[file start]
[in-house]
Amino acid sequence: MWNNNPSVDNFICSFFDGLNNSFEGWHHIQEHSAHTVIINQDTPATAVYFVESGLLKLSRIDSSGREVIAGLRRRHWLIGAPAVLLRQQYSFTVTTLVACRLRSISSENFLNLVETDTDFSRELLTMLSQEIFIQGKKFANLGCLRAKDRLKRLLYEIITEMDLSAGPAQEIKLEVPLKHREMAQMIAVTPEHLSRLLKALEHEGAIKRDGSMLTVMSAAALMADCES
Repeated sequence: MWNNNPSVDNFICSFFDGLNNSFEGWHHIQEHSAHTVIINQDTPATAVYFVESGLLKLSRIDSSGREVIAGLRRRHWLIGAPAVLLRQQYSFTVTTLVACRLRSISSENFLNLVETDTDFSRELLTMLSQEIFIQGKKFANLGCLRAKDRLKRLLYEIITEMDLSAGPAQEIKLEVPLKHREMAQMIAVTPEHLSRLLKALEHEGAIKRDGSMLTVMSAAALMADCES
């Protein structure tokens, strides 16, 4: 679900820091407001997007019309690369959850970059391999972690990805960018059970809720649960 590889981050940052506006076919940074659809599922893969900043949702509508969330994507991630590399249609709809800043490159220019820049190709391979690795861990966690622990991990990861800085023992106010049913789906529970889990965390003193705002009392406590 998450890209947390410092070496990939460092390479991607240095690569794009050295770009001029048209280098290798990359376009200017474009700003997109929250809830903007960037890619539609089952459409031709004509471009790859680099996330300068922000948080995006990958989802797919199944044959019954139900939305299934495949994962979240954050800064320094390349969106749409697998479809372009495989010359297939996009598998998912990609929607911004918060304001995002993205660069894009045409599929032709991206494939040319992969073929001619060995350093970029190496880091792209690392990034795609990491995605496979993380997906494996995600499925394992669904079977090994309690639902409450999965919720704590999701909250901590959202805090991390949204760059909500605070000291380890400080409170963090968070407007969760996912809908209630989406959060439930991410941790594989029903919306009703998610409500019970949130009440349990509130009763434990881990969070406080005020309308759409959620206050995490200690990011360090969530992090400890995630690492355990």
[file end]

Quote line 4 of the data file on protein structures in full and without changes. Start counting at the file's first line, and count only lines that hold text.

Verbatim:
């Protein structure tokens, strides 16, 4: 679900820091407001997007019309690369959850970059391999972690990805960018059970809720649960 590889981050940052506006076919940074659809599922893969900043949702509508969330994507991630590399249609709809800043490159220019820049190709391979690795861990966690622990991990990861800085023992106010049913789906529970889990965390003193705002009392406590 998450890209947390410092070496990939460092390479991607240095690569794009050295770009001029048209280098290798990359376009200017474009700003997109929250809830903007960037890619539609089952459409031709004509471009790859680099996330300068922000948080995006990958989802797919199944044959019954139900939305299934495949994962979240954050800064320094390349969106749409697998479809372009495989010359297939996009598998998912990609929607911004918060304001995002993205660069894009045409599929032709991206494939040319992969073929001619060995350093970029190496880091792209690392990034795609990491995605496979993380997906494996995600499925394992669904079977090994309690639902409450999965919720704590999701909250901590959202805090991390949204760059909500605070000291380890400080409170963090968070407007969760996912809908209630989406959060439930991410941790594989029903919306009703998610409500019970949130009440349990509130009763434990881990969070406080005020309308759409959620206050995490200690990011360090969530992090400890995630690492355990």